There is a reason why 50% leave in 5 years - although I think it's higher. The objective seems to be, not to educate so much as to keep children off the street.

On the other hand I taught in S. Korea as well - where they actually spend money not only on education, but on quality, fresh food for lunch.

Nice to meet you by the way. I will be a follower!


Patty Inglish, MS profile image

Patty Inglish, MS 6 years ago from North America

Exactly on target. I've written about why teachers quit. I've taught and coached and I understand.


ripplemaker profile image

ripplemaker 6 years ago from Cebu, Philippines

Yes, it's so true...many people think the task of a teacher is easy and the job is done when classes are out. But we know differently. Thank you for writing this all down. :)

I also would like to congratulate you because your hub made it into the Hubnuggets! Check it out: http://hubpages.com/hubnuggets6/hub/HubNuggets-in-... Just click that link and it will take you to an adventure. Be sure to read and vote! Enjoy the Hubnuggets.

Love from ripple-whitequeen and the Hubnuggets Team :)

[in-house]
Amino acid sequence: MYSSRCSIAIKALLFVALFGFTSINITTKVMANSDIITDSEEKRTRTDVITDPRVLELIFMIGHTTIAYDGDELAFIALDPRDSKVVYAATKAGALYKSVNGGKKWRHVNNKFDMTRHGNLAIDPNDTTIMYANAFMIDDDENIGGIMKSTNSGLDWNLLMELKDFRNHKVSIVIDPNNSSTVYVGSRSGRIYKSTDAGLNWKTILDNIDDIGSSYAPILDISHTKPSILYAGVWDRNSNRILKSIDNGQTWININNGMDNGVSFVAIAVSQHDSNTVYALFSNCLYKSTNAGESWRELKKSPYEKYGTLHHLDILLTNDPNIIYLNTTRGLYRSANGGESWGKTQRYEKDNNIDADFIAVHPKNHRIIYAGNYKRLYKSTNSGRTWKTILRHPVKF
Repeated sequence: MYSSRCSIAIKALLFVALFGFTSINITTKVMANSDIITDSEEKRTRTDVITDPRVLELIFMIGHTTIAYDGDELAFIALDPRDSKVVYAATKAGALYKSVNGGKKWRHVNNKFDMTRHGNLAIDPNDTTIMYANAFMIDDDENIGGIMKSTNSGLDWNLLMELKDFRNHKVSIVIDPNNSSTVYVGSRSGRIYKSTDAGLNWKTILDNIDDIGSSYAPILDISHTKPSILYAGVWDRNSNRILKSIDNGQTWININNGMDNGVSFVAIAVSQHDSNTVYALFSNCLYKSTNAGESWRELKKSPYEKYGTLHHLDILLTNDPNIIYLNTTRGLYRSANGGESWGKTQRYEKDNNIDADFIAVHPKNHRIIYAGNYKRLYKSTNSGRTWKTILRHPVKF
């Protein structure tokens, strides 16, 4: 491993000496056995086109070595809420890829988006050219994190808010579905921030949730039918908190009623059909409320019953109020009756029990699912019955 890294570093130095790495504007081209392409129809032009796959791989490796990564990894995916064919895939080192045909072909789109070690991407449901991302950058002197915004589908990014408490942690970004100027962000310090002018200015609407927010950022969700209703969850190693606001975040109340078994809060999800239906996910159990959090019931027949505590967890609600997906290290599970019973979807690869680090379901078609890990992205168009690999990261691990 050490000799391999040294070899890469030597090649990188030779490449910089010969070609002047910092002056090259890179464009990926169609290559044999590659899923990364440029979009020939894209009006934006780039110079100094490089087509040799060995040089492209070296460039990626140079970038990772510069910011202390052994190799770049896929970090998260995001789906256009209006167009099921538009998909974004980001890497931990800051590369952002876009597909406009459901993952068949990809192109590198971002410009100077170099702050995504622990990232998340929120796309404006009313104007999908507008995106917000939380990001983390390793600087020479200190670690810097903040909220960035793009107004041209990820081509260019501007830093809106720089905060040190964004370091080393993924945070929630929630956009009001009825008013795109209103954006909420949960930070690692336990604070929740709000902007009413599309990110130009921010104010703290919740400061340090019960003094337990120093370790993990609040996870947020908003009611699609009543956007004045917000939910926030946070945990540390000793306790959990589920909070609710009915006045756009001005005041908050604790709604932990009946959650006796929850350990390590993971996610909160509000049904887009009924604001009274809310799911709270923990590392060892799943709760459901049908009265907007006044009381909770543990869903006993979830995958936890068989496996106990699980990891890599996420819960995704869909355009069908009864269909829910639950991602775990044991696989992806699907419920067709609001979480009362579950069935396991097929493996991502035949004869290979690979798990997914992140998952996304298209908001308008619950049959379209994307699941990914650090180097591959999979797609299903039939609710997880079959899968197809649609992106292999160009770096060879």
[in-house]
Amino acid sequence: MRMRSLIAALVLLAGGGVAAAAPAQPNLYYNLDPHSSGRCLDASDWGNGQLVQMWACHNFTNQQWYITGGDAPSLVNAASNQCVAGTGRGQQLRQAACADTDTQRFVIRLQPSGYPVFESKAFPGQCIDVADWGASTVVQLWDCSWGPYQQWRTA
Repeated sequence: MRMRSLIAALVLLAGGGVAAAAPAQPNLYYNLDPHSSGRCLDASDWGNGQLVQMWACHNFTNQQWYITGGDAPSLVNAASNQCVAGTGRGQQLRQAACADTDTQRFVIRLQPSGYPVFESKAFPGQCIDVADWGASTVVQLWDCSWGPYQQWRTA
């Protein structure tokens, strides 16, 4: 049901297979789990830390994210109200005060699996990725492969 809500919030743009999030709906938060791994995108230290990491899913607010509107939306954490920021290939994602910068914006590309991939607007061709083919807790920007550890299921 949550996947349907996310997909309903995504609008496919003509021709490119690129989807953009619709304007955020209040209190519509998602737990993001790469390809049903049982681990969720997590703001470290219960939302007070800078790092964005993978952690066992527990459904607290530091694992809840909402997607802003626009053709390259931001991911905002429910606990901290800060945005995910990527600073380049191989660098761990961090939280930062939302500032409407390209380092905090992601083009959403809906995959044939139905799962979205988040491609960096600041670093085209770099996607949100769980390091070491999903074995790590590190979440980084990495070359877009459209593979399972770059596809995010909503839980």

travel_man1971 profile image

travel_man1971 6 years ago from Bicol, Philippines

And yet, amid all the negative notions on teaching, it is still the best profession to belong with. A very noble job at that. Thanks for this hub, Kotori. Rated it up and voted. Congrats on your nomination!!!


Kotori profile image

Kotori 6 years ago from Chicagoland Author

Thanks for all the feedback! This started out as an opportunity to vent about all of the ignorant comments people make to me, and developed into what it now is.

BKCreative, I can relate. I am an Illinois resident and we are dealing with pension system reforms statewide, and the fact that fireman and policemen have different retirement options is not well-known. Not to mention the fact that these pensions were very secure until our governors started "borrowing" from the funds. In Illinois, "excessing" is referred to as "RIFing" and it happened to my husband.

Travel_man, I agree, or I wouldn't be doing it.


bayoulady profile image

bayoulady 6 years ago from Northern Louisiana,USA

Your hub almost made me cry! I just retired from teaching elem school, and everything you said is what I'd like to say!ESPECIALLY #6! I worked my butt off.Pay had nothing to do with it. My work ethic and love for my students were the factors.

Congrats on the nomination!Rate up!


IvoryMelodies profile image

IvoryMelodies 6 years ago

Insightful hub for all of us non-teachers. Can't say I'm surprised that those thoughts would be in a teacher's mind. I have no children of my own, but I do have a nephew with Aspergers. I thank God every day for the team of teachers and staff that have worked so diligently with him. He has integrated very well, and grown tremendously in his areas of challenge, thanks to them and a mother who stays very involved. For a lot of kids, it's not just one teacher - it truly takes a village. And I do not have those skills.